A Fictional Map Day – The Close

‘Talk the talk and walk the walk’ is a common phrase in the American language, which, by the way, is a warmer and delightful version of British English, which in turn is regarded by many scholars as one of the most depressing languages to have ever been devised by humans. This also reveals the common, albeit mistaken, notion that British people are actually humans. They are not.

The people in our conference room were all humans and they, at this moment, looked very tired and a bit uneasy. They have been inside this conference room for more than 6 hours now and their almost ergonomic chairs were delivering low but consistent doses of sharp pain to their spines which made them alter their postures slightly and frequently and this only caused the pain to shift to other areas like the neck and the butt. The time on the large old-style wall clock showed that it was ten minutes to four in the evening and whoever that looked up to see the time let out an audible sigh. There were numerous audible sighs throughout the room. That is when the lady said, ‘Let’s Walk The Wall’.

If you hadn’t noticed, we just joined the seemingly unconnected threads from the last two paragraphs into a single context that we can work with for the rest of the article. The first thread is the common American phrase ‘Talk the talk and walk the walk’ and the second thread is that lady announcing ‘Let’s walk the wall’. Two very similar phrases and one of them is a poorly amusing play on the other. Thought you should know.

The phrase ‘Walk the wall’, involves, more or less precisely, the following events:
One member from one of the groups mentioned, in some detail, in the last article, gets up to the giant weekly calendars covering the walls with Sprint Task Slips stuck to them on a weekly timeline. The member, lets call him/her, a person, walks to one end of the wall where the first ‘Sprint Task Slip’ for that person’s group is present. Then the person explains the task that is scribbled on the slip and then how long it might take to finish that task. For instance, one person could say – ‘The task is to route instrumentation events through service bus in JSON format. It will take one and a half weeks’. And then the person scans the room to see if any one asks any questions about whatever it was that the person just said. If someone raised a question, the person has to answer it satisfactorily. If after more than three attempts the person could not convince the concerned questioner, that task is ‘parked’ – which is basically ripping out that Sprint Task Slip from the calendar and sticking it to a large and brightly pink chart on which someone with good calligraphy skills had already written ‘PARK’ with a sharpie. Then the person, seething with rage directed at whoever asked that damned question, somehow masks it and proceeds to explain the next Sprint Task Slip under his group’s name and then bravely confronts further questions and so on. He does so from the first slip to the last one, starting at one end of the wall eventually reaching the other end. This encompasses the serious process called ‘Walk the Wall’. And every group in the room has to participate in it.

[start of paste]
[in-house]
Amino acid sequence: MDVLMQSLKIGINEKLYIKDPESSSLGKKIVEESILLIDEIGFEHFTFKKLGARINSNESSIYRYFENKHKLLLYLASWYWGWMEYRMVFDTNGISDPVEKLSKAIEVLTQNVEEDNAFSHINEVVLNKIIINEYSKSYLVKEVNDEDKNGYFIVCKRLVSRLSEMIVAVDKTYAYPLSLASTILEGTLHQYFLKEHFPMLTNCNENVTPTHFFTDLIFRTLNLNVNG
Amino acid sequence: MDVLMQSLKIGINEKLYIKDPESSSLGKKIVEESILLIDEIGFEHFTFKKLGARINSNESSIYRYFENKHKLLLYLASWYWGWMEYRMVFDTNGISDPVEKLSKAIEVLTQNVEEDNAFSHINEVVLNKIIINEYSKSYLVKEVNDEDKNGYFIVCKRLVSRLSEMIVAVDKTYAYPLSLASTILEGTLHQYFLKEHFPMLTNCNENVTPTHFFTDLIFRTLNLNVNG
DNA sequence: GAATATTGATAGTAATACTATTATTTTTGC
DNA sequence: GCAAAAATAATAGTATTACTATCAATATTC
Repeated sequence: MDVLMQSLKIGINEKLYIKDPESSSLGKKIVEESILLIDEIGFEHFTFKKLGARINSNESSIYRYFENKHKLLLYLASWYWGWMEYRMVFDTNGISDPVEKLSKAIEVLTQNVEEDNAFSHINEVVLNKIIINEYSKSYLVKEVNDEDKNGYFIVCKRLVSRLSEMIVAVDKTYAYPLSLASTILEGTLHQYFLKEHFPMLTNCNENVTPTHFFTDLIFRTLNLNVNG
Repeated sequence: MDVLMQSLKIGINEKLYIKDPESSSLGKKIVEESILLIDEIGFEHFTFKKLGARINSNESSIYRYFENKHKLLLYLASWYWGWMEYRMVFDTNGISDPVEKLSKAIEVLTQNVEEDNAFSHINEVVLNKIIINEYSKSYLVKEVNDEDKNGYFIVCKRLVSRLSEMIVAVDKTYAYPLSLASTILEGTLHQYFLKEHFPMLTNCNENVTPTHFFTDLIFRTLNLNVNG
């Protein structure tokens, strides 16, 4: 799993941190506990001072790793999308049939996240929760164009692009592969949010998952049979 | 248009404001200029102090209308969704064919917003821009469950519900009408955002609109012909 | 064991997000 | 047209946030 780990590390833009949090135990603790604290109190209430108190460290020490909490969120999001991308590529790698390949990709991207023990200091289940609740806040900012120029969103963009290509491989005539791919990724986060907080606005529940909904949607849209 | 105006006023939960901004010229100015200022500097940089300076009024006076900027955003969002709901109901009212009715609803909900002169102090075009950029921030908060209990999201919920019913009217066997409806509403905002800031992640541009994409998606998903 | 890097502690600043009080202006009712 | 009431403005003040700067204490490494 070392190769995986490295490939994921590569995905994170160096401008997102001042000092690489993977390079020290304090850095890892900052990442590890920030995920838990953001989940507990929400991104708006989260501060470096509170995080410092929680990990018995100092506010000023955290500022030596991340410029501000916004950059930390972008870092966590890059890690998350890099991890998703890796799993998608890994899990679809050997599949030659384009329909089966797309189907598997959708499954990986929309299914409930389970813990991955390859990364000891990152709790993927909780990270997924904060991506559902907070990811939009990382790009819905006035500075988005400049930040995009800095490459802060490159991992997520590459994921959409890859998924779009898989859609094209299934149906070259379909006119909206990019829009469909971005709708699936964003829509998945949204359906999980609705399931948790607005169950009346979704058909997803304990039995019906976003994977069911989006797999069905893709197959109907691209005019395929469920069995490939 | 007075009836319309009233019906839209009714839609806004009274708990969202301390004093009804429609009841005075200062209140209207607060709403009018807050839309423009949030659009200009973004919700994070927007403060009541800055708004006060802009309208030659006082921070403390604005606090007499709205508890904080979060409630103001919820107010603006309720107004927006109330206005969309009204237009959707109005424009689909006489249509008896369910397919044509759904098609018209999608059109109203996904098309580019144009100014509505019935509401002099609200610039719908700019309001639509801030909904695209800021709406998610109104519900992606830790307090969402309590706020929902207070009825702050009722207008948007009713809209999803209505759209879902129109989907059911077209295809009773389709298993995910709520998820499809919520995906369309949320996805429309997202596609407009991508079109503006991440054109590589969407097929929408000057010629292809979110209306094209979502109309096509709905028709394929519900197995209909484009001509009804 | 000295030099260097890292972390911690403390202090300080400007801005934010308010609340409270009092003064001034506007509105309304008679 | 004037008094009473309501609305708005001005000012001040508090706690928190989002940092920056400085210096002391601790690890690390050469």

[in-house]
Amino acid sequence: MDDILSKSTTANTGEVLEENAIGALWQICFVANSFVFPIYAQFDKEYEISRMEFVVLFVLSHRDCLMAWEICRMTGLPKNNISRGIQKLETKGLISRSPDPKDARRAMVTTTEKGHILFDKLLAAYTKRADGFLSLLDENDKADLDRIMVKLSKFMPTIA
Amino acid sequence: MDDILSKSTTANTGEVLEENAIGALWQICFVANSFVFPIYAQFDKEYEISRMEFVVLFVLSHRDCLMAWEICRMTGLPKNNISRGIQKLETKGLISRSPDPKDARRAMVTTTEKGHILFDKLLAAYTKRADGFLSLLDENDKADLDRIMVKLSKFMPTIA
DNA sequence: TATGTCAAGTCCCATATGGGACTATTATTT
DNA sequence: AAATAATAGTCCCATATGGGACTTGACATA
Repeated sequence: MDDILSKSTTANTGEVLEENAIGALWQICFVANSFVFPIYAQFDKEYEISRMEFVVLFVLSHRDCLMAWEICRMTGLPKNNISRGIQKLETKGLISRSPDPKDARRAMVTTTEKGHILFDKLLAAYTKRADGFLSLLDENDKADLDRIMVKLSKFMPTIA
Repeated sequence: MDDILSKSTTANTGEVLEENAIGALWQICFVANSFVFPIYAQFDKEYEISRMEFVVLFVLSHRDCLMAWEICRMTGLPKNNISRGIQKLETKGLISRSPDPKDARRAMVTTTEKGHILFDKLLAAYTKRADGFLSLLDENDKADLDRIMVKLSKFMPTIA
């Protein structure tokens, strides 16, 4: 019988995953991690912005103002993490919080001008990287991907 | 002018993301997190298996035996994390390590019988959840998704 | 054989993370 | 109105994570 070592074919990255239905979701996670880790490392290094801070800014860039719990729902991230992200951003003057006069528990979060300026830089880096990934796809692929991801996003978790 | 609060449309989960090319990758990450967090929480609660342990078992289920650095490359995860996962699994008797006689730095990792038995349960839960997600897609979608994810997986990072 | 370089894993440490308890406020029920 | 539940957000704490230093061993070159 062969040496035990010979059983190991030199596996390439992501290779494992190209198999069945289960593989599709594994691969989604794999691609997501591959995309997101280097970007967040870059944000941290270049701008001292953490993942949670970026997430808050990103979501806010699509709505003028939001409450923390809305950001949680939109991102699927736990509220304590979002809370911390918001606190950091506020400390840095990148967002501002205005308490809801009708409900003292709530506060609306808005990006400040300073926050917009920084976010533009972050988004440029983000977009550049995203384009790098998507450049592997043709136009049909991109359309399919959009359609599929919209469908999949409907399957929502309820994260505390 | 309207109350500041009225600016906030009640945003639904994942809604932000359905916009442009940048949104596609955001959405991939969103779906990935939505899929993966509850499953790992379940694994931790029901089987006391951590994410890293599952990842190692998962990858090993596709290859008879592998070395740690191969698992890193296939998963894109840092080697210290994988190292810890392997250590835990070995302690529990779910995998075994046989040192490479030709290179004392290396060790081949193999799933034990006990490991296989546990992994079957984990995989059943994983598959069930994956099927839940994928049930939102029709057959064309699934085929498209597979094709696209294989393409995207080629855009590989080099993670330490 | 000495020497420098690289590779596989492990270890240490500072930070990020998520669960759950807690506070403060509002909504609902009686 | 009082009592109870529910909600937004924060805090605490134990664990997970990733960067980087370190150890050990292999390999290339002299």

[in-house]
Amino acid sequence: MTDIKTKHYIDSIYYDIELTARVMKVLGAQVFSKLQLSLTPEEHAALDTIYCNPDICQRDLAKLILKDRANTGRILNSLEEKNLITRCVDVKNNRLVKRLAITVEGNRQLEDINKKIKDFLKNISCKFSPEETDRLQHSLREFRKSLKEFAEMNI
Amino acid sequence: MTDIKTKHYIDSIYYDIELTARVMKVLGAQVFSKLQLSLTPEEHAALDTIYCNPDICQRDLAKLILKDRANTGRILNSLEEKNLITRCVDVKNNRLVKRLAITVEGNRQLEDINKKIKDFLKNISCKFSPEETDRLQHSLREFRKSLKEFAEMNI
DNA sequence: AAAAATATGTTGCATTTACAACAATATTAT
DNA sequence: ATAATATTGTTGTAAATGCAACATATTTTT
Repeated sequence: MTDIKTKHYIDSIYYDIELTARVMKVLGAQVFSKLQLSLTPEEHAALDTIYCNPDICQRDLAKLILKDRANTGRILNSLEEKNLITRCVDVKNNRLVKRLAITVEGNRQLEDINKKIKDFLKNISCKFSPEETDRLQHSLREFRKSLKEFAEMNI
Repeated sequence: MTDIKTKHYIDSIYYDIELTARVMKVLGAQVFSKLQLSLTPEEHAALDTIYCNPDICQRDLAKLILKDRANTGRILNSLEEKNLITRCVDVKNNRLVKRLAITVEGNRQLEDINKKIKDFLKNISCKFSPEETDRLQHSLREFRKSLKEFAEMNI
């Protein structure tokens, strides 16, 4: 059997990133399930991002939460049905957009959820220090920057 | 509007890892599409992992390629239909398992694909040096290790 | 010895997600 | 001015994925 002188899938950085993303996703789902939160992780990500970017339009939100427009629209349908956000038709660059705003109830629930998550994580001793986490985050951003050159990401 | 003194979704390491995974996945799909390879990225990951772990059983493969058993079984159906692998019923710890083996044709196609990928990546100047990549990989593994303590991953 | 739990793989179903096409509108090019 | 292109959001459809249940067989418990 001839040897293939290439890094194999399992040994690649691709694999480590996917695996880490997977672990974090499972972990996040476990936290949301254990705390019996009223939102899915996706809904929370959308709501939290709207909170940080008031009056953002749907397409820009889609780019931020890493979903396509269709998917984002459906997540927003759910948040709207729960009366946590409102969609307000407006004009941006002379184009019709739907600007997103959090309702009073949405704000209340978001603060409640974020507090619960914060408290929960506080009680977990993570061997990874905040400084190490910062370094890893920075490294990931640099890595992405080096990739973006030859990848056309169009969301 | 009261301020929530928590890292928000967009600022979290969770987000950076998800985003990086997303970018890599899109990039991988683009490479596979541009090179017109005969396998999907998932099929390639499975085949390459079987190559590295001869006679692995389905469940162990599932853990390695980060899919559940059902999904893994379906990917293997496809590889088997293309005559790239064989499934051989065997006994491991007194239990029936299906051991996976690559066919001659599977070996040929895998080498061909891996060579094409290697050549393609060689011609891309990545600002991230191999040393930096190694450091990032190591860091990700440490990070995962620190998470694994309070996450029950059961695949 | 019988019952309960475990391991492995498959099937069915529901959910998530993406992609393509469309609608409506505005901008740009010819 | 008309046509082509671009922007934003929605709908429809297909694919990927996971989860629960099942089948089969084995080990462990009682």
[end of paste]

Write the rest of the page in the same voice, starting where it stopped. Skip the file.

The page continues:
Again, these are serious people doing serious stuff and are getting paid for it.

By the time all the Sprint Task Slips were spoken for and all the related questions were fielded heroically, about ten percent of the Sprint Task Slips end up in the ‘Park’. Remember the ‘park’ here refers to the large pink colored chart that says ‘Park’ on it, not the public facility used for recreation and, in some cities, procreation. The groups that walked the wall early were probed more thoroughly than the groups that came later and it is yet to be confirmed by behavioral scientists whether that was because of the mysterious phenomenon called ‘getting tired of this sh*t’ syndrome. It is known to cause restlessness, frustration and pronounced boredom in serious professionals after being kept in a conference room for a full eight hours. Interesting side note – the same condition can be induced in small children in under 5 minutes, especially in classroom settings.

There are many ways in which this series of events can be brought to a close. There are many more ways in which the author can choose to end it. But nothing can really explain the swiftness and precision with which our hard-working professionals left the conference room. The lady did not announce ‘Go through the open door’ or they did not have to fill out an Exit Action Slip and stick it to the wall chronologically. It was twilight outside and people did what people do best.

They simply exited the building.

[yep. done. no more.]

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[Post: 226 of 365] [Days Missed: 65]

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